Dawn Kasper and Human Resources

Performance artist Dawn Kasper came out of the riot-grrl scene, received an MFA in the ucla Department of Art’s New Genres wing, and these days has been exploring her musical side with the Los Angeles collective Human Resources. Existing in the sweet spot between the white-cube MFA iterations of the art world and the disco-balled halls of live music, Human Resources, which is headquartered in a performance venue of the same name in L.A.’s Chinatown, is composed of Kasper, musician Giles Miller, brother and sister Eric and Kathleen Kim, and musician and composer Devin McNulty. Kasper’s performances have the verve, raw power, and directness of late a/ v lab punk while functioning as art, with roots in the aggressive physical rituals of Ron Athey and Marina Abramovic. From her actions involving the brutal stagings of car crashes and motorcycle accidents, Kasper’s work has matured and fed from her relationship to music.Her most recent performance in Los Angeles, Music for Hoarders, filled the large back space at Honor Fraser Gallery with detritus: a rusted saw that may have once belonged to installation artist Jason Rhoades along with furniture, boxes, and magazines. Kasper explains that she “wants to ask the questions: What does it mean to hoard emotions? What does it mean to hoard sound?” For the performance, she handled the various junk items to a sonic accompaniment provided by a band drawn from the L.A. music scene. “I recruited people by any means necessary,” she says. “Some were more involved than others. Some just showed up on the day, like Ariel Pink—he sat down and just clicked in with Geneva Jacuzzi and Jason Yates.” What resulted was an ethereal, improvisational cacophony: punk John Cage. Kasper will be putting on Music for Hoarders this spring in New York and a new performance, inspired by a 1971 Vito Acconci work, at L.A.’s Emma Gray HQ this March. Kasper’s and the collective’s melding of music and art through performance reinvigorates both. The result is something exhilaratingly fresh in a shared territory.This article appears in the February issue of Modern Painters.    https://ift.tt/2rHFt7P Louise Blouin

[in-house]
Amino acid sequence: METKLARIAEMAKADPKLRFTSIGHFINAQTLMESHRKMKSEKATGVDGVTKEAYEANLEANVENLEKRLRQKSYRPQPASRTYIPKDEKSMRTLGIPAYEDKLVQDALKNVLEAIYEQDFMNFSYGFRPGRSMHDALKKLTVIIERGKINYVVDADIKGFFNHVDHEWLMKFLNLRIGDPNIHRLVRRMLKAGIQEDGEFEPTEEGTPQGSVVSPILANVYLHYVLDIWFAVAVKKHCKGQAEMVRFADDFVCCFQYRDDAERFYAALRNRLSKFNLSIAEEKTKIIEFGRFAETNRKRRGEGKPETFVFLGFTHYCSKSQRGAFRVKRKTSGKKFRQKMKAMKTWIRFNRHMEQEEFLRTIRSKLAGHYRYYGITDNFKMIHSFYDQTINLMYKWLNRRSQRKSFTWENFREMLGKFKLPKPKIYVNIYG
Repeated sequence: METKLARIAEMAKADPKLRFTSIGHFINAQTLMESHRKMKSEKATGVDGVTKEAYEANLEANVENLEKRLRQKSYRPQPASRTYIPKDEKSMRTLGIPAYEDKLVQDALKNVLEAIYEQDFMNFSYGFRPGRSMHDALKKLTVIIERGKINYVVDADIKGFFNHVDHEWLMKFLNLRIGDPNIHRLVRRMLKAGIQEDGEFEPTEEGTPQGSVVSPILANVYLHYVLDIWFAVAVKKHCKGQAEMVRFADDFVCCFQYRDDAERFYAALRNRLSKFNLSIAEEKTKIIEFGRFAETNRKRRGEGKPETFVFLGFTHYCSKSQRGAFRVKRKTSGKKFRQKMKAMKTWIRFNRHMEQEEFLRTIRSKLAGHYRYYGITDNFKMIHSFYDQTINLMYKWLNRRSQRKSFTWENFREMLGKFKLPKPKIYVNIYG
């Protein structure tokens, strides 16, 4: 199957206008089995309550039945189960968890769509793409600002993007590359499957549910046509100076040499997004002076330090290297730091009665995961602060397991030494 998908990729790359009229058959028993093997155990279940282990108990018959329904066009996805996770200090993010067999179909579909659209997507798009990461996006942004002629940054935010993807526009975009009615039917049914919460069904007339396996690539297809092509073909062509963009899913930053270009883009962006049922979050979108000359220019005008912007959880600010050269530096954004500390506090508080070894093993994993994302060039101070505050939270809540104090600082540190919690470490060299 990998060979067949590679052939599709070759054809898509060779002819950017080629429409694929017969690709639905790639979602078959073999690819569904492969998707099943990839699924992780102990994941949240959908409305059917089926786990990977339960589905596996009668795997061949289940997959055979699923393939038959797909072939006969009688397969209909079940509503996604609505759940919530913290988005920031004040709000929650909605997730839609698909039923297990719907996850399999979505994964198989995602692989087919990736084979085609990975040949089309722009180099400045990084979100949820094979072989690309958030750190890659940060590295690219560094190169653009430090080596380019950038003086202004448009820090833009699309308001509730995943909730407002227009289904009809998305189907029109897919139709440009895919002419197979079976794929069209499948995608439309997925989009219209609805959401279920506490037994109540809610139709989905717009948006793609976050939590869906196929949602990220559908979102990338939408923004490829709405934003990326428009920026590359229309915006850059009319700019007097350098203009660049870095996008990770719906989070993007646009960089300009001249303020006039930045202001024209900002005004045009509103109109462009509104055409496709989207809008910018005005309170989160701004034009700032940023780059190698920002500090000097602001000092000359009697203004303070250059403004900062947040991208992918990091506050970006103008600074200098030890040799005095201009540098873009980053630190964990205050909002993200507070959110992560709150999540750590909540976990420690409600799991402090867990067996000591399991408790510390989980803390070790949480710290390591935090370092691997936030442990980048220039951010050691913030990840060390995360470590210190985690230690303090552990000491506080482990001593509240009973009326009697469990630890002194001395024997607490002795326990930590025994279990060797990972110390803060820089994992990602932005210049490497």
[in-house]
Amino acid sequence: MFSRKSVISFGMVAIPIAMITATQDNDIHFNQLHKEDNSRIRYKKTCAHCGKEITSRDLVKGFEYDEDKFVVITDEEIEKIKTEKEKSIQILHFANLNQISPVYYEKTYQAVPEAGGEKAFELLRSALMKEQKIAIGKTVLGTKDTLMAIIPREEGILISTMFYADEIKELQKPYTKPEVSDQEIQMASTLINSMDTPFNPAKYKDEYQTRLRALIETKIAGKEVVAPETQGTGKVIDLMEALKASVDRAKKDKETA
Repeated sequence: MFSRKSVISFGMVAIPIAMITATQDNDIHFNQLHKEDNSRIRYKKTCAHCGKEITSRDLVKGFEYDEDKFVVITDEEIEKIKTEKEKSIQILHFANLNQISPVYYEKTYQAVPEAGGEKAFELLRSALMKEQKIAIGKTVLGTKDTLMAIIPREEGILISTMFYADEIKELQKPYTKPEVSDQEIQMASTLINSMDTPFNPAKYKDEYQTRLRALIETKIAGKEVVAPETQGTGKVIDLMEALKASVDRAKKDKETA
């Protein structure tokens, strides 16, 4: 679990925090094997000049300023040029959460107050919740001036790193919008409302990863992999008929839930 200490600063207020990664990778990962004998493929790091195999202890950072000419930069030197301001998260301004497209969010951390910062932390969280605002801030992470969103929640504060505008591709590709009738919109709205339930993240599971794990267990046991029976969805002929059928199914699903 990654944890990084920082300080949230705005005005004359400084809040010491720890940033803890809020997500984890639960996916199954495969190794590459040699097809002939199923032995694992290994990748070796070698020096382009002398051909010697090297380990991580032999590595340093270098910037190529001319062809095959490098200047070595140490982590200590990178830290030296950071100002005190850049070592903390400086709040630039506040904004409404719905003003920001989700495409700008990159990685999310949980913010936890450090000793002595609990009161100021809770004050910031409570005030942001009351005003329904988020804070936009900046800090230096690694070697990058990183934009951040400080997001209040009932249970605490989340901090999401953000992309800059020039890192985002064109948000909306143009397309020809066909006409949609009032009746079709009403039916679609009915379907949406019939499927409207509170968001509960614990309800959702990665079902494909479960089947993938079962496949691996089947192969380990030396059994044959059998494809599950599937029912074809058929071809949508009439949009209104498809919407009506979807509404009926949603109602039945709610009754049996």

source https://www.blouinartinfo.com/node/3591011

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